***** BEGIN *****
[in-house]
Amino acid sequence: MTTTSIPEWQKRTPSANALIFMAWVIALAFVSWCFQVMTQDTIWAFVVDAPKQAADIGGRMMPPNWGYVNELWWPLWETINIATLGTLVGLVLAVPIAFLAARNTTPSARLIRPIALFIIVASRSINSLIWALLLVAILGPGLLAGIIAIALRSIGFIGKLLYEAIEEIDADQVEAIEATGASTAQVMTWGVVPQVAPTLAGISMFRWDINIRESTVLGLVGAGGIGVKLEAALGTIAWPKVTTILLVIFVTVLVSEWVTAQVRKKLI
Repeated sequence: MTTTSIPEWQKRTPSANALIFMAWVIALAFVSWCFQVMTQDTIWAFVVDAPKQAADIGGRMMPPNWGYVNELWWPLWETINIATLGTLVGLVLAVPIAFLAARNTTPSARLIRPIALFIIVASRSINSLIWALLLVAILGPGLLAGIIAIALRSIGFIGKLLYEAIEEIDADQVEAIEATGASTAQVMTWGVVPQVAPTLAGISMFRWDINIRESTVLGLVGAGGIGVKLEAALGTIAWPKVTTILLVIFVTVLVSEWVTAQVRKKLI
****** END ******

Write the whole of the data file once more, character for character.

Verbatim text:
[in-house]
Amino acid sequence: MTTTSIPEWQKRTPSANALIFMAWVIALAFVSWCFQVMTQDTIWAFVVDAPKQAADIGGRMMPPNWGYVNELWWPLWETINIATLGTLVGLVLAVPIAFLAARNTTPSARLIRPIALFIIVASRSINSLIWALLLVAILGPGLLAGIIAIALRSIGFIGKLLYEAIEEIDADQVEAIEATGASTAQVMTWGVVPQVAPTLAGISMFRWDINIRESTVLGLVGAGGIGVKLEAALGTIAWPKVTTILLVIFVTVLVSEWVTAQVRKKLI
Repeated sequence: MTTTSIPEWQKRTPSANALIFMAWVIALAFVSWCFQVMTQDTIWAFVVDAPKQAADIGGRMMPPNWGYVNELWWPLWETINIATLGTLVGLVLAVPIAFLAARNTTPSARLIRPIALFIIVASRSINSLIWALLLVAILGPGLLAGIIAIALRSIGFIGKLLYEAIEEIDADQVEAIEATGASTAQVMTWGVVPQVAPTLAGISMFRWDINIRESTVLGLVGAGGIGVKLEAALGTIAWPKVTTILLVIFVTVLVSEWVTAQVRKKLI